Let's not forget the massive stock buybacks in 2018: in Q4, stock repurchases will add nearly 2% in EPS growth.
And while consensus also forecasts 6% sales growth in 4Q, Goldman expects fewer sales beats than the historical average (36%) given the close relationship between top-line beats and changes in the trade-weighted US dollar. The dollar has become a modest headwind to companies (+4% year/year) and could weigh on sales results.
Drilling down on specific sectors, Energy (+64%) and Financials (+20%) are expected to post the strongest EPS growth in 4Q according to Goldman, while consensus forecasts EPS will decline in two sectors: Utilities and Consumer Staples:
Results in Consumer Staples are still distorted by the reclassification of CVS following its merger with AET. After accounting for this reshuffling, EPS growth in the sector would equal +4%. Margins are expected to grow in every sector except for Communication Services.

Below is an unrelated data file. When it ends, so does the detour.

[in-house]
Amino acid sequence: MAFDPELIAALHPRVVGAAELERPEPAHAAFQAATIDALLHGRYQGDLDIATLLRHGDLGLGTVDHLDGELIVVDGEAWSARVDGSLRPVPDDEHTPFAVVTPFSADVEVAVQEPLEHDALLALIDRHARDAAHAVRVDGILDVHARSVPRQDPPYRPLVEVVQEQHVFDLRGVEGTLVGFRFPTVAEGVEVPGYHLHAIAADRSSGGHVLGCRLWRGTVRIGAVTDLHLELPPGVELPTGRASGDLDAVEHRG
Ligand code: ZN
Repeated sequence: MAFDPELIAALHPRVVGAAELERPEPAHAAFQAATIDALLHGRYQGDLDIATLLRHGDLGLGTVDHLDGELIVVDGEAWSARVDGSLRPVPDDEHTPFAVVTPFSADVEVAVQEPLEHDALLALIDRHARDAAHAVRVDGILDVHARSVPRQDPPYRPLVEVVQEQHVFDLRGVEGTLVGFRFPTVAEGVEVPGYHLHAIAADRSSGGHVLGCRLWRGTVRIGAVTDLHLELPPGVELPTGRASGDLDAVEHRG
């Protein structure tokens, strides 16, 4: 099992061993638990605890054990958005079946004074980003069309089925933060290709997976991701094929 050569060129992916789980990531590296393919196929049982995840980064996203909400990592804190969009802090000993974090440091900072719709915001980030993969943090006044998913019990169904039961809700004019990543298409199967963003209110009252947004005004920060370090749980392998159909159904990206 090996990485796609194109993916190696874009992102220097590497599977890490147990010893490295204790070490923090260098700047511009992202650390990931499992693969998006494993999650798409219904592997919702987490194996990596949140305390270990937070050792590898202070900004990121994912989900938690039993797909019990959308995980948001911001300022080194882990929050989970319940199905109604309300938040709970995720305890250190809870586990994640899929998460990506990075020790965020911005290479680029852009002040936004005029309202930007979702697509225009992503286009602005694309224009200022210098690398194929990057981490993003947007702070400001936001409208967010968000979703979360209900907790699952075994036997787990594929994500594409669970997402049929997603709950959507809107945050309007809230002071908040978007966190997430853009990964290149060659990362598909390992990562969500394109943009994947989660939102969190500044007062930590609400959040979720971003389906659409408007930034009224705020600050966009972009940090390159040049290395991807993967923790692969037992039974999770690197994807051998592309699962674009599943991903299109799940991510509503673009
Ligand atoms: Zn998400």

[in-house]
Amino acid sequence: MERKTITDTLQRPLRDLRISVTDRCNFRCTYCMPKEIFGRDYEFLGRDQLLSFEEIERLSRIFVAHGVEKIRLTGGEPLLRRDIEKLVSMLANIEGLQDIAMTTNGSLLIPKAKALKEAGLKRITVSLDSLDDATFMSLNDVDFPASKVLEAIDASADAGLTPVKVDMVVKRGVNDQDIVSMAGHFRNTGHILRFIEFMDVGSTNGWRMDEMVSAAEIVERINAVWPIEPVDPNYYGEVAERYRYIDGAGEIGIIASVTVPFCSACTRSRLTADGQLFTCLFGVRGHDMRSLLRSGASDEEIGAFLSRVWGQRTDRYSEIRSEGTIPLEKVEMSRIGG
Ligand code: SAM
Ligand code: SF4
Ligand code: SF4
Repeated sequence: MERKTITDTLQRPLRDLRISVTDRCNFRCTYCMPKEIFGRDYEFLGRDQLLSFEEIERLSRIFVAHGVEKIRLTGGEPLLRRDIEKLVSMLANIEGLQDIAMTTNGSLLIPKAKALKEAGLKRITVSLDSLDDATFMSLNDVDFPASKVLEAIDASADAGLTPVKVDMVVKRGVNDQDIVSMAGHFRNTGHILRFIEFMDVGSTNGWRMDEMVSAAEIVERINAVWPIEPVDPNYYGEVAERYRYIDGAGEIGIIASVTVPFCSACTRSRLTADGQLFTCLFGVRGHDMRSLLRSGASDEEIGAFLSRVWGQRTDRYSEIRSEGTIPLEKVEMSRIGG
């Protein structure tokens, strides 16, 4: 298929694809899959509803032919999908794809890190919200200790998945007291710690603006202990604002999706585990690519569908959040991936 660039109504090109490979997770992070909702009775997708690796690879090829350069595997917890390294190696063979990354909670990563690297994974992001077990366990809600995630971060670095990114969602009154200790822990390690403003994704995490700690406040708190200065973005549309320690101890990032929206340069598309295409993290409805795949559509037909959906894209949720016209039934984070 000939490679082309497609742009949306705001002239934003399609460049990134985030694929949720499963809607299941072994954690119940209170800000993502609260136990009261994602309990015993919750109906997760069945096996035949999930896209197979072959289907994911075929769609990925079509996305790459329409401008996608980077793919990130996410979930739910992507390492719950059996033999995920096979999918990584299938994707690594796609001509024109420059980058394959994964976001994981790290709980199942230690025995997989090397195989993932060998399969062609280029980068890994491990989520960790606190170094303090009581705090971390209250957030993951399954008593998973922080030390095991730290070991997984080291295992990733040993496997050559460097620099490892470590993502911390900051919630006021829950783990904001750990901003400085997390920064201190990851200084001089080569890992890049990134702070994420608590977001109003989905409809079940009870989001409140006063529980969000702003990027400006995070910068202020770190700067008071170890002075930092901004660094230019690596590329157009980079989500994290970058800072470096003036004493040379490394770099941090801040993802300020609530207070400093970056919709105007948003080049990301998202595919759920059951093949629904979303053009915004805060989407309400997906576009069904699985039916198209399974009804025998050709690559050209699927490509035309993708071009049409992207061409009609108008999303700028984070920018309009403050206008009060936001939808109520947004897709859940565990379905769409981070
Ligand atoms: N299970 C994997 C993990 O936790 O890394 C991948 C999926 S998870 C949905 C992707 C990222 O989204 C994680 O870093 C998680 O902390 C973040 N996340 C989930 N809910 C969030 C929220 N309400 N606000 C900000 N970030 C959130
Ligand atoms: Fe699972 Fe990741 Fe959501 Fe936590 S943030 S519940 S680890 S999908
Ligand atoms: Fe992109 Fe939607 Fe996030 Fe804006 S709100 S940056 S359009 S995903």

So far so good; the problem is company guidance about 2019 where as noted above, the mood is far more somber, and Kostin's latest weekend piece certainly reflects that.
As the Goldman strategist writes, looking forward into 2019, Goldman's baseline estimate is for 6% S&P 500 EPS growth (to $173), which however assumes average annual real US GDP growth of 2.6%, real World GDP growth of 3.8%, Brent oil prices of $77 per barrel, and a slightly weaker trade-weighted USD (-1.3%). It also expects S&P 500 profit margins will be roughly flat through 2020, given rising wages and other inputs costs. This means that positive sales growth, roughly in line with nominal GDP growth, will drive nearly all earnings growth; this also suggest that absent top-line increases, or the continuation of a strong US economy, profits will decline.